This Consultation Paper gives provisional recommendations on whether a claimant who has been involved in illegal conduct should be entitled to enforce a claim in contract, unjust enrichment, trusts and tort. It follows earlier consultation papers on illegality in contacts and trusts (LCCP 154, 1999, 9780117302396) and the illegality defence in tort (LCCP 160, 2001, ISBN 9780117302457). How should the law respond if a claimant has been involved in some form of illegal conduct? Should this prevent the claimant winning his or her claim? It is difficult to set out hard and fast rules as the illegality defence may be used against claimants in such a wide variety of contexts. The courts have attempted to lay down a series of rules to apply in different circumstances. The result is a body of law which is uncertain and sometimes arbitrary, occasionally producing results which may appear unduly harsh or not harsh enough. The Commission believes that, in most areas of the law, it is up to the courts to develop clear, fair law, based on a set of policy rationales. Judges should base their decisions directly on the policies that underlie the illegality defence and explain their reasoning accordingly. The Commission makes proposals on what those policies should be. There is one area in which the Commission does not think that judicial clarification is possible: where a trust has been set up to hide true ownership for criminal purposes. The Commission feels that statutory reform is needed here, and is in the process of preparing a draft Bill which will be presented with the final report later this year.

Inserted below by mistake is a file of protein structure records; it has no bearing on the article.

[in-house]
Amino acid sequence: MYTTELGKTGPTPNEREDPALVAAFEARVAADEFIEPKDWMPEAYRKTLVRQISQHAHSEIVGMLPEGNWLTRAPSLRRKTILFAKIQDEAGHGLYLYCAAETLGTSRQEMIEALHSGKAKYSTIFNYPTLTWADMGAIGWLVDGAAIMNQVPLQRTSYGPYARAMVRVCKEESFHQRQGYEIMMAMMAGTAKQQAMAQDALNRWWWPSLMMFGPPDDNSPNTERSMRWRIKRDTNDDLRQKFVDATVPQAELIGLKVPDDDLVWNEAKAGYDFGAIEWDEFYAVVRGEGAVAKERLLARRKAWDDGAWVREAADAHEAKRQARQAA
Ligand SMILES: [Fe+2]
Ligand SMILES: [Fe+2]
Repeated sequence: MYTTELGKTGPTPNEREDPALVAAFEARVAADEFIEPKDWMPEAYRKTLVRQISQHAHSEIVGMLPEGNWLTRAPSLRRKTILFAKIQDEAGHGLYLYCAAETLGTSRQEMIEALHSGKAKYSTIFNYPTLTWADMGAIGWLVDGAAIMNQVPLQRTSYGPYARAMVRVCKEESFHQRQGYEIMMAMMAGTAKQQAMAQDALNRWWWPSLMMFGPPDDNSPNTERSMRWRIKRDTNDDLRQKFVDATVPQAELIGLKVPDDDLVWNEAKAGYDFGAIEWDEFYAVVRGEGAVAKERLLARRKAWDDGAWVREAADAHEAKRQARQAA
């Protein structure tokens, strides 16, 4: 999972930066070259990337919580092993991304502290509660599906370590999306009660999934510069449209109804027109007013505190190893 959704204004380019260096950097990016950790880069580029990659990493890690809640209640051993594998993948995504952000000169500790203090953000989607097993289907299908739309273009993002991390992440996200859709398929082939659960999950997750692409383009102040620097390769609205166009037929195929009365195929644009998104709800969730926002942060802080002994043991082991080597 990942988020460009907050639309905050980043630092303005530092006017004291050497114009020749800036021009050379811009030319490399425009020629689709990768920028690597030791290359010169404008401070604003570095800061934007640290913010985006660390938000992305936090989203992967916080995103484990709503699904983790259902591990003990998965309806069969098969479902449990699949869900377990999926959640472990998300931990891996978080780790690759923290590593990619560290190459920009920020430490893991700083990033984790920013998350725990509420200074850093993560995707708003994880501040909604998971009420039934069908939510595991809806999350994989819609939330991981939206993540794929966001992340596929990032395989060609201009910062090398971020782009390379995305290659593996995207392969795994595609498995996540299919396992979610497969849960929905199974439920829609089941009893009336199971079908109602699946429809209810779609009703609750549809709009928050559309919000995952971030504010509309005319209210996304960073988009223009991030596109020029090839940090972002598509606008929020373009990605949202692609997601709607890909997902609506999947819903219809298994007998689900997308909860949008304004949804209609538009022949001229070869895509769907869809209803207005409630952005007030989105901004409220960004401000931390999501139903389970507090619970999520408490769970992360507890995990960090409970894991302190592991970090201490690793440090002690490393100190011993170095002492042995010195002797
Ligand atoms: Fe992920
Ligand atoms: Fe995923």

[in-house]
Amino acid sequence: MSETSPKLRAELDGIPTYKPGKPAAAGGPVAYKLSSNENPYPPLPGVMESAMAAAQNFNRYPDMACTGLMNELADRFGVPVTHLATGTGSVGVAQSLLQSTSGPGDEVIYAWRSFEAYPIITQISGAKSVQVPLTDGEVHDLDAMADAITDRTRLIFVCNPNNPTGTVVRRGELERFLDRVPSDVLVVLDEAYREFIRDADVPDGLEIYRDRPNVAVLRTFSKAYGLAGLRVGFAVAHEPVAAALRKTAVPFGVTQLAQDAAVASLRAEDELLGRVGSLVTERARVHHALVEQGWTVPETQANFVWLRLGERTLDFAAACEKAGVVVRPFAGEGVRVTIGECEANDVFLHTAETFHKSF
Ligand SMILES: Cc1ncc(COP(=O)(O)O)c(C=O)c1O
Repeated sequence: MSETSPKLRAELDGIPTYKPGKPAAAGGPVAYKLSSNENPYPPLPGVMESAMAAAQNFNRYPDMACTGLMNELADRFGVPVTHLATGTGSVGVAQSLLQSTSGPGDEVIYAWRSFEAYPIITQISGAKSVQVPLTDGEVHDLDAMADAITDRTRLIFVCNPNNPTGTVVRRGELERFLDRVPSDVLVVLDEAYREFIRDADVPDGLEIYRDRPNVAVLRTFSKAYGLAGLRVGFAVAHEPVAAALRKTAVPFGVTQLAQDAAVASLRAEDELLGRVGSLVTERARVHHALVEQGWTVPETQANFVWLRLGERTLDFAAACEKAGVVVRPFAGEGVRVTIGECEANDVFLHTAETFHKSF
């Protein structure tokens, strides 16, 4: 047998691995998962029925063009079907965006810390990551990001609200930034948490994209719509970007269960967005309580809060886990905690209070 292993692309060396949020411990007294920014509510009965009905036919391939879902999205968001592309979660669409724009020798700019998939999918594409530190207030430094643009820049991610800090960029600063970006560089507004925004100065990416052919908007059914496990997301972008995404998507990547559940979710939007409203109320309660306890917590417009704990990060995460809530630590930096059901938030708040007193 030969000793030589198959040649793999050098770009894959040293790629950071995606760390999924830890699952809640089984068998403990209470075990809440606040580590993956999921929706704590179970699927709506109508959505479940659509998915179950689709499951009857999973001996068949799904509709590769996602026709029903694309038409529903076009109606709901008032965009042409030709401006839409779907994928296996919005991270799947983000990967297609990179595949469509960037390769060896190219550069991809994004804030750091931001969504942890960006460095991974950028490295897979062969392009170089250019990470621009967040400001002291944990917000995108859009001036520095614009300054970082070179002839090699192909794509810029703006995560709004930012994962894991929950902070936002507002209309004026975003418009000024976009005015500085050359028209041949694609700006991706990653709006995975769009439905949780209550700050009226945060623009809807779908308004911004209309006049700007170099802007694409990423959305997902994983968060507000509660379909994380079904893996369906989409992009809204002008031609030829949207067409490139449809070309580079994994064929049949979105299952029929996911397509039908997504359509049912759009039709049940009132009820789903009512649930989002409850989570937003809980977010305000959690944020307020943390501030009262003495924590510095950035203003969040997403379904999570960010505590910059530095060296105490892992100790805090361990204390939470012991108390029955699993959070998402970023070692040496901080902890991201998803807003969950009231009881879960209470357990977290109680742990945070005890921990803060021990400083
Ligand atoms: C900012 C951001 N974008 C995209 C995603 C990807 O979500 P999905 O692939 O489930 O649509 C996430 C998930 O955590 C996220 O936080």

This book is the first book focusing on the Chinese law of unjust enrichment in English and introducing it to Western jurisdictions. Unjust enrichment is currently one of the most controversial areas of law in many jurisdictions and rife with academic debate. This book analyzes the historical evolution, current doctrines, and relationships of unjust enrichment with other areas of private law in China . It also provides insights into judicial practice. In May 2020, China promulgated its first-ever Civil Code since the establishment of the People's Republic of China, which is a milestone in the history of Chinese law. Before the Civil Code, there was only one legal provision regulating unjust enrichment, which requires a person obtaining benefits "without a legal basis" to return such benefits. However, the new Civil Code contains a separate chapter regulating unjust enrichment. This book analyzes and evaluates those new provisions in the Civil Code to provide a most up-to-date analysis of the Chinese law of unjust enrichment. .
The Law of Restitution in Nigeria covers the historical development of restitution in law, its scope, and contemporary issues related to it. Some of the issues covered are: Ignorance; Incapacity; Exploitation; Enrichment at the plaintiffs expense; Restitution for wrongs and general principles, torts, breach of contract, equitable wrongdoing, criminal offenses; Defenses relating to changing circumstances; Illegality; and limitation of actions in restitution.
Enrichment is key to understanding the law of unjust enrichment and restitution. This book provides a comprehensive analysis of the concept of enrichment and its implications for restitutionary awards. Dr Lodder argues that enrichment may be characterised either factually or legally, and explores the consequences of that distinction. In factual enrichment cases, the measure of enrichment is the objective value received. This is the basis of many awards of money had and received, quantum meruit, quantum valebat and money paid. In legal enrichment cases, the benefit is the acquisition of a specific right or the release of a specific obligation. The remedy is restitution of that right or reinstatement of that obligation. It is demonstrated that specific restitution of the defendant's legal enrichment is often the basis for resulting trusts, rescission, rectification and subrogation. This book has profound implications for understanding restitutionary awards and the relationship between the enrichment inquiry and other aspects of the law of unjust enrichment, including the 'at the expense of' inquiry and the defence of change of position.